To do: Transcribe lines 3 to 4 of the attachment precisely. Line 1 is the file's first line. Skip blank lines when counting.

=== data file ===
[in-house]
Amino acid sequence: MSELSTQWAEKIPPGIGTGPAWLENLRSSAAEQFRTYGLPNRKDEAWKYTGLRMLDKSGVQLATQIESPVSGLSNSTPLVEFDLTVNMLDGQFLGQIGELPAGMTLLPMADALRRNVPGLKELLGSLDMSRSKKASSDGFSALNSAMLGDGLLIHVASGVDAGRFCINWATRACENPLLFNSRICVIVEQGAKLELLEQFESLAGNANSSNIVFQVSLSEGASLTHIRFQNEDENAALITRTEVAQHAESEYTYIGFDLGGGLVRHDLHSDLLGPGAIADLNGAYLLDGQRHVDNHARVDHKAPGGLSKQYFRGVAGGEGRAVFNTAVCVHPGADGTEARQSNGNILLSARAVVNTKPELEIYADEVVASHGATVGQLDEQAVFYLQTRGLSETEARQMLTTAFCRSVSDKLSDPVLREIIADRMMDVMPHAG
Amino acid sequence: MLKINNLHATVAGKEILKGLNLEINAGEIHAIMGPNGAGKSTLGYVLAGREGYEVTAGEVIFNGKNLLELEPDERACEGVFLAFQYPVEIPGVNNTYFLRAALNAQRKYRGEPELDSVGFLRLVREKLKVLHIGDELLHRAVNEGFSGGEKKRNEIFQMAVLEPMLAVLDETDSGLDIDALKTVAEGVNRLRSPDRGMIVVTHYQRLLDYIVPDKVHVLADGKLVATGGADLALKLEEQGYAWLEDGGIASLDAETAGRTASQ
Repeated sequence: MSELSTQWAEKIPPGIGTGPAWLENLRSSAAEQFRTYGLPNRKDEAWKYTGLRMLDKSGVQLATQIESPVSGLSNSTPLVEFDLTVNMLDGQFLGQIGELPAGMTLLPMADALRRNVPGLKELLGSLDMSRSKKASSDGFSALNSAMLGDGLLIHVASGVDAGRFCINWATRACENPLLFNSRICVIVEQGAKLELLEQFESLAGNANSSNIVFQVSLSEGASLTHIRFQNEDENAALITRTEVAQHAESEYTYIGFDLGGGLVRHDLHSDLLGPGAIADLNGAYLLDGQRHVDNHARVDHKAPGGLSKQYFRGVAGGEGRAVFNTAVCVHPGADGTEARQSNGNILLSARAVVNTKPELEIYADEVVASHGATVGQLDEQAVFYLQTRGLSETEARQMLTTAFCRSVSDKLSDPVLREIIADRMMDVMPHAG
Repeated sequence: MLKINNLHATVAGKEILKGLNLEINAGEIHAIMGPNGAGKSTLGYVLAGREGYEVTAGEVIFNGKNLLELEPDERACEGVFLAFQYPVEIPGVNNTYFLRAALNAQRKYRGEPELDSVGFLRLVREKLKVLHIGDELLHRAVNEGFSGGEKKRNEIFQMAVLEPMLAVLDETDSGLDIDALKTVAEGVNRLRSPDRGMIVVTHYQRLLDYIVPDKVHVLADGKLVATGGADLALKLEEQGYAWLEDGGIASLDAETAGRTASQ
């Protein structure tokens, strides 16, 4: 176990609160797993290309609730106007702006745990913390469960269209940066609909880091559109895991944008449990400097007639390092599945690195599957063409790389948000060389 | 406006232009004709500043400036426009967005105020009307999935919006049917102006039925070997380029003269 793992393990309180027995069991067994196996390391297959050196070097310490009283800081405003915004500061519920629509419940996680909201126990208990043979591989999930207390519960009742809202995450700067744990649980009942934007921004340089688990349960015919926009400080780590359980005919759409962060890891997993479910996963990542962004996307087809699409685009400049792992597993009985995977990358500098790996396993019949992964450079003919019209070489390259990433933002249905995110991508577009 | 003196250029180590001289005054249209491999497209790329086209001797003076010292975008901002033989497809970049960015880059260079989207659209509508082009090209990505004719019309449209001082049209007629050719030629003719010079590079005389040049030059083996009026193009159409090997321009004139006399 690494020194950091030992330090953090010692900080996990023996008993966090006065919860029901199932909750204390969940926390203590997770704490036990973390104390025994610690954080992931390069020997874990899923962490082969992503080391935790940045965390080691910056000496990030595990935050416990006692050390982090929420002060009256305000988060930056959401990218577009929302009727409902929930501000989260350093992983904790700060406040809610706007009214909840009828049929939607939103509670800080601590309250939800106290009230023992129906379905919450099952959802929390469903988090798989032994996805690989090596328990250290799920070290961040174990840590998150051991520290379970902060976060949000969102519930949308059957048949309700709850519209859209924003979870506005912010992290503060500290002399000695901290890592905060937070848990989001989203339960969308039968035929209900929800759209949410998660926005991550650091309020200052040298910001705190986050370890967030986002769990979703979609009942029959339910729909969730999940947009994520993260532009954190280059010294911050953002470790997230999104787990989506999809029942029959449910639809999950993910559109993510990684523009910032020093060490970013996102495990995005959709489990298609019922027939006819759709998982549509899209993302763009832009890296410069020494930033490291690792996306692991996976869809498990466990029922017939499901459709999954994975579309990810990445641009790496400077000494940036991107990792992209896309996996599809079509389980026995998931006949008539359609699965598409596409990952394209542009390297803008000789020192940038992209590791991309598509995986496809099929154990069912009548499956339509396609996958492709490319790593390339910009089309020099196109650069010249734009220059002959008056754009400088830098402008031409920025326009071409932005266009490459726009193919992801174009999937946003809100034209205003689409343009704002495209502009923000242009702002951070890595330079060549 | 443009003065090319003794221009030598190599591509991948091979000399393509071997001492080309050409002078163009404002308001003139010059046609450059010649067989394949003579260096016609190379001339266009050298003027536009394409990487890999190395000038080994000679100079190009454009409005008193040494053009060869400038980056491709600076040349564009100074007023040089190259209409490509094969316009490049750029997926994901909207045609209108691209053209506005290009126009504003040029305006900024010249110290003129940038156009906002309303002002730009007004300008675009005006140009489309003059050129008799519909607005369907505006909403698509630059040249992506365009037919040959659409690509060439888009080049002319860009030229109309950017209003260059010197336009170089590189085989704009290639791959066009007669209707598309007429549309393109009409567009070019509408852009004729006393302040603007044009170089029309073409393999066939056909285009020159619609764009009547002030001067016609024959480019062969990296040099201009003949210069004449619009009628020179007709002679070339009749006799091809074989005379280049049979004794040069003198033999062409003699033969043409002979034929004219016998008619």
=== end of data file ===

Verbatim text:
Amino acid sequence: MLKINNLHATVAGKEILKGLNLEINAGEIHAIMGPNGAGKSTLGYVLAGREGYEVTAGEVIFNGKNLLELEPDERACEGVFLAFQYPVEIPGVNNTYFLRAALNAQRKYRGEPELDSVGFLRLVREKLKVLHIGDELLHRAVNEGFSGGEKKRNEIFQMAVLEPMLAVLDETDSGLDIDALKTVAEGVNRLRSPDRGMIVVTHYQRLLDYIVPDKVHVLADGKLVATGGADLALKLEEQGYAWLEDGGIASLDAETAGRTASQ
Repeated sequence: MSELSTQWAEKIPPGIGTGPAWLENLRSSAAEQFRTYGLPNRKDEAWKYTGLRMLDKSGVQLATQIESPVSGLSNSTPLVEFDLTVNMLDGQFLGQIGELPAGMTLLPMADALRRNVPGLKELLGSLDMSRSKKASSDGFSALNSAMLGDGLLIHVASGVDAGRFCINWATRACENPLLFNSRICVIVEQGAKLELLEQFESLAGNANSSNIVFQVSLSEGASLTHIRFQNEDENAALITRTEVAQHAESEYTYIGFDLGGGLVRHDLHSDLLGPGAIADLNGAYLLDGQRHVDNHARVDHKAPGGLSKQYFRGVAGGEGRAVFNTAVCVHPGADGTEARQSNGNILLSARAVVNTKPELEIYADEVVASHGATVGQLDEQAVFYLQTRGLSETEARQMLTTAFCRSVSDKLSDPVLREIIADRMMDVMPHAG